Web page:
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Some pitchers stink. I'm thinking of you Kevin Correia. Some pitchers are operating over their head. I'm staring you down Mark Buehrle. But what about those hurlers we expected to excel who have failed to do much of anything other than disappoint in 2014? Let's explore those guys and see if we can find out what's going on.


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Some pitchers stink. I'm thinking of you Kevin Correia. Some pitchers are operating over their head. I'm staring you down Mark Buehrle. But what about those hurlers we expected to excel who have failed to do much of anything other than disappoint in 2014? Let's explore those guys and see if we can find out what's going on.

A.J. Burnett has a 3.79 ERA, 1.44 WHIP and 7.82 K/9 mark. Those are all junk for a guy who was at 3.30, 1.21 and 9.85 last year. There's 15 years of innings on this arm and that's always a concern, as is the fact that he's lost a mph from his fastball last year and 2.5 off his career rate. One result has been a walk explosion. Currently saddled with a 4.52 per nine mark, his rate the past two years was 2.95. There's also a concerning set of facts that include his lowest first pitch strike rate since 2003 and a career worst swinging strike percentage (it's 7.6 this season and is 10.0 for his career). He's also not getting any batters to chase pitches outside the zone as his 23 percent swing rate on balls this year is way off the 30 percent mark he sported the past three years. Buy only on the cheap. Warning signs abound if you're hoping for a repeat of last year, but this could still be a serviceable arm in mixed leagues.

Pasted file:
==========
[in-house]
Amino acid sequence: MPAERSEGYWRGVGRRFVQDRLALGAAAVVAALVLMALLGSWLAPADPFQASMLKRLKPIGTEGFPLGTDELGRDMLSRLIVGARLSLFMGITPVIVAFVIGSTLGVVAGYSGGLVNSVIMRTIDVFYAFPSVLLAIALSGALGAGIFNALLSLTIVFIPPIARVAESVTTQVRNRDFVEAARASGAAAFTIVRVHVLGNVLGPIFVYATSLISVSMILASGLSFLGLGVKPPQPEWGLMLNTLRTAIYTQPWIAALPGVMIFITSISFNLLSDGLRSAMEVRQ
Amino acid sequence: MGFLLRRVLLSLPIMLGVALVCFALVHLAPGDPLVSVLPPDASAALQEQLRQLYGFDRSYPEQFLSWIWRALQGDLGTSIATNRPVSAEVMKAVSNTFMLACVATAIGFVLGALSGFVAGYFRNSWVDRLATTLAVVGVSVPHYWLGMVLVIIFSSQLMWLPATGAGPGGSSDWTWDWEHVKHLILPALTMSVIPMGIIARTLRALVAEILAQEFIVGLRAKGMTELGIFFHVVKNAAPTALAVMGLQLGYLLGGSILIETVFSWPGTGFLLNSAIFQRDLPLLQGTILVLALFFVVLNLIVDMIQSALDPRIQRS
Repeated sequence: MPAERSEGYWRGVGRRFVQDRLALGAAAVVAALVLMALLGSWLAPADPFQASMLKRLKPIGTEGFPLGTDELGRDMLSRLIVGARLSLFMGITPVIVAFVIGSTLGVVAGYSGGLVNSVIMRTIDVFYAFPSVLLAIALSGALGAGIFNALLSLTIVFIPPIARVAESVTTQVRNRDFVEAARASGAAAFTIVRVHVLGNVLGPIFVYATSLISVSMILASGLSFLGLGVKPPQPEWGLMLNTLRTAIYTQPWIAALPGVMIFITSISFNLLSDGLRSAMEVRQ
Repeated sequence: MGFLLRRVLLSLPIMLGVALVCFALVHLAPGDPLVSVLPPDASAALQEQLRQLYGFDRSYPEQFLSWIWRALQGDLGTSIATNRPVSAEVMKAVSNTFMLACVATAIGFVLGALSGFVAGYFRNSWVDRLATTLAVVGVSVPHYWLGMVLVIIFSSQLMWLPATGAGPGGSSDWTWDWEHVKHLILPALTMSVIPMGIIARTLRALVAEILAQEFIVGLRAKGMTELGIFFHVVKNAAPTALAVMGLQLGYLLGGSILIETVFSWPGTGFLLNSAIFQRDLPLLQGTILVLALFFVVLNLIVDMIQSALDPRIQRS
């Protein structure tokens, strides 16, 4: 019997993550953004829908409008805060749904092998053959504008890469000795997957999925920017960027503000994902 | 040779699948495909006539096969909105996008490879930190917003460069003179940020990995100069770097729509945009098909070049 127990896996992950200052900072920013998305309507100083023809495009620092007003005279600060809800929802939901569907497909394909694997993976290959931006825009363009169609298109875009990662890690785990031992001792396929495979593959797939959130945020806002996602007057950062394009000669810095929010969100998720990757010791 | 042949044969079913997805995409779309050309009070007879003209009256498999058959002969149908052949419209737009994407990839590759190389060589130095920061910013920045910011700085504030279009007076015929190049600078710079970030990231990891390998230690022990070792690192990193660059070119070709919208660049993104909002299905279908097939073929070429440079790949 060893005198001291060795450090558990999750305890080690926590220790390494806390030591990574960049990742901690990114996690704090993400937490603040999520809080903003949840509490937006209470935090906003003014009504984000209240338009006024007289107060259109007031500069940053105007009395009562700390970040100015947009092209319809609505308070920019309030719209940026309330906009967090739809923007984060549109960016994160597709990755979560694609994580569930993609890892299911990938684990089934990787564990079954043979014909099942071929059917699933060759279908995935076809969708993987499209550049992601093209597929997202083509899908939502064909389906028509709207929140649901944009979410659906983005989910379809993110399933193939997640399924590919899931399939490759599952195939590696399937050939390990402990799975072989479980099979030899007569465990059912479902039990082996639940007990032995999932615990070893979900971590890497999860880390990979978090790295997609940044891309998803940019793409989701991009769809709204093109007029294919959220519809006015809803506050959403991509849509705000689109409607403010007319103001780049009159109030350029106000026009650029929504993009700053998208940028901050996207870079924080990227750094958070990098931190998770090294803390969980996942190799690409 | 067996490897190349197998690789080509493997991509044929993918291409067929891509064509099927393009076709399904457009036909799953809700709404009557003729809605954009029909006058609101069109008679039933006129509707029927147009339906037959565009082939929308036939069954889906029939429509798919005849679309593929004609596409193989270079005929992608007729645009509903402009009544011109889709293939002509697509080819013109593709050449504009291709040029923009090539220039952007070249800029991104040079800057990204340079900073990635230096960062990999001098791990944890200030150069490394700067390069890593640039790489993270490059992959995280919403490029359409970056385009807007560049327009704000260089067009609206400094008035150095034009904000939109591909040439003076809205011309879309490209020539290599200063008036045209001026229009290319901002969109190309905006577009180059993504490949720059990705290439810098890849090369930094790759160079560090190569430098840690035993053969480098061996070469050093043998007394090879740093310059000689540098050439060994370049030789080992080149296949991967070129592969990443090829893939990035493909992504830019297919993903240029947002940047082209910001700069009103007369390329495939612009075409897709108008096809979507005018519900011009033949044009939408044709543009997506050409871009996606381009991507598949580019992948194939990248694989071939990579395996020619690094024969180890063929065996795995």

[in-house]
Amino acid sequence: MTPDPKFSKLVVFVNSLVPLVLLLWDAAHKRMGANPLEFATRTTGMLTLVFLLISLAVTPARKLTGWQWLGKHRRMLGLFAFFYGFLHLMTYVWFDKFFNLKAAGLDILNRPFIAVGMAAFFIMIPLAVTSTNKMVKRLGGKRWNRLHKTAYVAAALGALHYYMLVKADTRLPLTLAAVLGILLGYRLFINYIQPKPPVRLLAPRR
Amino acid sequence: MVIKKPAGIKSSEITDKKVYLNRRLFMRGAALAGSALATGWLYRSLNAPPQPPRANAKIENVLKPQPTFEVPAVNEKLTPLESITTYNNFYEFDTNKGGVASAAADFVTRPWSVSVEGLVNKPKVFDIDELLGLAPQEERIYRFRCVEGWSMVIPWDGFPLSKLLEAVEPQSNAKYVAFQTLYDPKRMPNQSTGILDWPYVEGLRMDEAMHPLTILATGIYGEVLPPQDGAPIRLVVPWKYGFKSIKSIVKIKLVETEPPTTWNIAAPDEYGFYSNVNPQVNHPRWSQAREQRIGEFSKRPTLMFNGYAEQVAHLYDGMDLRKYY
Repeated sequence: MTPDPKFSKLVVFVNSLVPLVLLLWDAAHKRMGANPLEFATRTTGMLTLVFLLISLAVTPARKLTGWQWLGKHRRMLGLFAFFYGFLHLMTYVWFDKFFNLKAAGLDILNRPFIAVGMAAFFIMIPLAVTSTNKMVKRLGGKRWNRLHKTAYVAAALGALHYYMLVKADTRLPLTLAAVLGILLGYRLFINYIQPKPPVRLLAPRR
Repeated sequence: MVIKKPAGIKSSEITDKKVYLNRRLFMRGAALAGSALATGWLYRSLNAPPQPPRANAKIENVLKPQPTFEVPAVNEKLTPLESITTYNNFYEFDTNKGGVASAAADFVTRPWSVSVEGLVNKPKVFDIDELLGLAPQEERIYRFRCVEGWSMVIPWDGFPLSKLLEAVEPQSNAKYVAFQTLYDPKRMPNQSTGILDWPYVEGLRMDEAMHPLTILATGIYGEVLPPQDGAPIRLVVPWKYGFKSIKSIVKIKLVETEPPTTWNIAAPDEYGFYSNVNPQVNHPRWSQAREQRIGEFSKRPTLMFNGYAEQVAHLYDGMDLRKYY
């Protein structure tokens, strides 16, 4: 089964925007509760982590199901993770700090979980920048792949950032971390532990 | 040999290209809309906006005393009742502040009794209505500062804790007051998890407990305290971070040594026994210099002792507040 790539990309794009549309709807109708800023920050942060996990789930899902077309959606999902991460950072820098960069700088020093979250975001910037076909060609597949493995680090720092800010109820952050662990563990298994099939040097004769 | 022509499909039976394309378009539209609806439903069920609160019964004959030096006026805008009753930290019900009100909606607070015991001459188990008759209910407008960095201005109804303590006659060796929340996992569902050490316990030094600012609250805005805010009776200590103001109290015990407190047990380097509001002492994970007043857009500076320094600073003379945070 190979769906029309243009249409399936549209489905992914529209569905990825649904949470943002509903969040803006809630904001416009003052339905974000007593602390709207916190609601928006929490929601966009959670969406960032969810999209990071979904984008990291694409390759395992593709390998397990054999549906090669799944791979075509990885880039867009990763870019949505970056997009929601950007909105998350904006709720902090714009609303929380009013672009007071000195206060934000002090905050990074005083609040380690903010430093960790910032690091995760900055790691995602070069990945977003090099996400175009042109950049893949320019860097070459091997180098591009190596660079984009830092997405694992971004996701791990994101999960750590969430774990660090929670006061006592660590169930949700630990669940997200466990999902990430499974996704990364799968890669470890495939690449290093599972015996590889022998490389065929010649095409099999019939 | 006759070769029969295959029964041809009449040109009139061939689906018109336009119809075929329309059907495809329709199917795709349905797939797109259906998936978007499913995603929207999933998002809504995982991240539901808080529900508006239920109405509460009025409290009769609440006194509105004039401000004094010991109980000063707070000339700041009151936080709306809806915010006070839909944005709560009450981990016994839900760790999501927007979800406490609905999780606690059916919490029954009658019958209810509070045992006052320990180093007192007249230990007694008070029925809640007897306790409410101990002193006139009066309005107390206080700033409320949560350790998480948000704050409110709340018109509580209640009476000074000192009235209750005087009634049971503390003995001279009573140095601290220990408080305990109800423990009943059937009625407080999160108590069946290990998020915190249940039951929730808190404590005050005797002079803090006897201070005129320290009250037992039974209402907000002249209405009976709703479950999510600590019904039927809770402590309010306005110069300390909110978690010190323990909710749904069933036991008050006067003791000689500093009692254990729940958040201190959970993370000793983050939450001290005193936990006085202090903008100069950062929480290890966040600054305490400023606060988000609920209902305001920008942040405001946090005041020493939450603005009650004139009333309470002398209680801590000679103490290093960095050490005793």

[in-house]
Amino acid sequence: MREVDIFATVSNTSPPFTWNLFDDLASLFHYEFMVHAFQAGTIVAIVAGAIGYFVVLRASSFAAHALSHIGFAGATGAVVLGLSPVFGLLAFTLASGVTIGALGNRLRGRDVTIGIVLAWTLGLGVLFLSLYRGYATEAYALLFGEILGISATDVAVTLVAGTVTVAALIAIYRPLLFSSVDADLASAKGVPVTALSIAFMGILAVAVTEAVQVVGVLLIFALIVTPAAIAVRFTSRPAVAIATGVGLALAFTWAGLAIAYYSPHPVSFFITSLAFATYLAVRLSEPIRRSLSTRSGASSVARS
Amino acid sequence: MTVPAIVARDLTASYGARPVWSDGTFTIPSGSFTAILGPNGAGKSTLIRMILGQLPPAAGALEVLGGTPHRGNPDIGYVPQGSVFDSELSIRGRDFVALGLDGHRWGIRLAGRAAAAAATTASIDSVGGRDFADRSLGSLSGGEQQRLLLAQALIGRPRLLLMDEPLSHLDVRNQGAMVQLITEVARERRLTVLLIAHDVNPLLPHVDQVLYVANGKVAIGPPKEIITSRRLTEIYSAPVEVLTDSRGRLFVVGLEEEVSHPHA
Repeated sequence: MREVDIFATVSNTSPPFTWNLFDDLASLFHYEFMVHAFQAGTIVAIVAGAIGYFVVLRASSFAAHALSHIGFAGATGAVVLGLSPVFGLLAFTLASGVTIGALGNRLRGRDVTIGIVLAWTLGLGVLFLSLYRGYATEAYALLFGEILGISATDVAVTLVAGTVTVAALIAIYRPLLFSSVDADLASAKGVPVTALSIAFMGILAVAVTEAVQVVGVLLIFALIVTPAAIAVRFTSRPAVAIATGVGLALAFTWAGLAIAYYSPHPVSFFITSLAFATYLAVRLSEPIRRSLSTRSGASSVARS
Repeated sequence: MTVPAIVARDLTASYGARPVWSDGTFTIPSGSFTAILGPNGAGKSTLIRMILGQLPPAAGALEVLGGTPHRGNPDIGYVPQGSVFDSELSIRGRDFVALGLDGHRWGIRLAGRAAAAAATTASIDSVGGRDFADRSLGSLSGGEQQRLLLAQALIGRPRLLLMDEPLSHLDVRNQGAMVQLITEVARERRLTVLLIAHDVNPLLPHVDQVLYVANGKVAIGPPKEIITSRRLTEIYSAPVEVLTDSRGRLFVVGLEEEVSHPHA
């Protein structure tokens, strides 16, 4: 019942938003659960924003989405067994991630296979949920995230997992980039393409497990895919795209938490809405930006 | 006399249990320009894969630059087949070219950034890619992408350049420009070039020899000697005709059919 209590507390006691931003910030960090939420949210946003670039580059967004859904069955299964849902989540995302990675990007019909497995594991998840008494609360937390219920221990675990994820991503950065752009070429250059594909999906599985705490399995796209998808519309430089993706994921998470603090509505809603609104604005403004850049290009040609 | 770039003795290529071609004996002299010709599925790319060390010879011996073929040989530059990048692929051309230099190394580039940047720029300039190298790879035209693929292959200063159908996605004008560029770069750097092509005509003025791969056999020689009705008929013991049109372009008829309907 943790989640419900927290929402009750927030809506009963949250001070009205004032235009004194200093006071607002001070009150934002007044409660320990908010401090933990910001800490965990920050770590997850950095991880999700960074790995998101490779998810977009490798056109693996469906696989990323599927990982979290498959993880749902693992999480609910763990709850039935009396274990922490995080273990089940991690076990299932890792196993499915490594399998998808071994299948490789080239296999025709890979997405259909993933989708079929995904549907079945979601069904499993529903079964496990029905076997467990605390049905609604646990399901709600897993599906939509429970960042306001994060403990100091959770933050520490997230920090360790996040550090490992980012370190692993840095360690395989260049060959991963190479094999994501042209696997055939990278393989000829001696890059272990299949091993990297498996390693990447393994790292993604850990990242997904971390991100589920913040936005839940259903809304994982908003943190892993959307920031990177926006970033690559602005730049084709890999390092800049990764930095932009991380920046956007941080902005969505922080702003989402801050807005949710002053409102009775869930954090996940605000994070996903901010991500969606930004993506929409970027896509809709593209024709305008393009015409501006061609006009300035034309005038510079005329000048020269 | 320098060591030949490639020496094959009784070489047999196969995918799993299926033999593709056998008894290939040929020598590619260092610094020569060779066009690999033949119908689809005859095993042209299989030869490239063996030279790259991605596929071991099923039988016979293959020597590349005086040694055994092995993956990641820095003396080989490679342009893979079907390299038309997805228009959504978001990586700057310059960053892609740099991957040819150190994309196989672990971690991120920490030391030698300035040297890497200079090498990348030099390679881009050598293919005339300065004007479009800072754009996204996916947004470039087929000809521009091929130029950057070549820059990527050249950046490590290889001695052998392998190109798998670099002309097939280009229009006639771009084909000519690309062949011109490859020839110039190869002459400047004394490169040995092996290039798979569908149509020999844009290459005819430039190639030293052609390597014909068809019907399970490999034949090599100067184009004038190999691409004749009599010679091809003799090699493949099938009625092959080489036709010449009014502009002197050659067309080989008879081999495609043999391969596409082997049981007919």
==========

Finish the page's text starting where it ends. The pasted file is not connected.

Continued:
Gerrit Cole has a 3.80 ERA and 1.32 WHIP. In 2014 those are, brace for it, league average numbers (3.79 and 1.30 are the major league numbers as of this writing). His K/9 rate is 7.99. The league average of 7.78. His walk rate per nine is 2.92. The league average is 3.09. His HR/9 mark is 1.01. The league average is 0.90. Is Cole a league average talent? Absolutely not, he's vastly superior to an average hurler, but the fact is that right now his performance mirrors league average type of stuff. His redeeming qualities are elite talent, an impressive 52.2 ground ball ratio, and a strong 1.86 GB/FB rate. The truth? Through 30 career starts Cole has been good, but right now his name is a bit bigger than his game.

Justin Masterson tossed seven scoreless innings with 10 Ks Monday night against the Red Sox. Even with that outing his ERA and WHIP sit at unpalatable levels (4.72 and 1.49). The most obvious place to start to explain the struggles is the explosion in his walk rate. He issued 3.54 per nine last year and it's 4.48 right now. His velocity is down as well, nearly three miles per hour from his career mark, and that's a concern. His first pitch strike percentage is a career best right now and his swinging strike rate is actually a six year high so there's still plenty of hope to hang your hat on if he can stop issuing the free passes. A solid, bottom of the rotation target in mixed leagues. I mean, who doesn't love the 8.23 K/9 and 2.74 GB/FB ratio which is fantastic.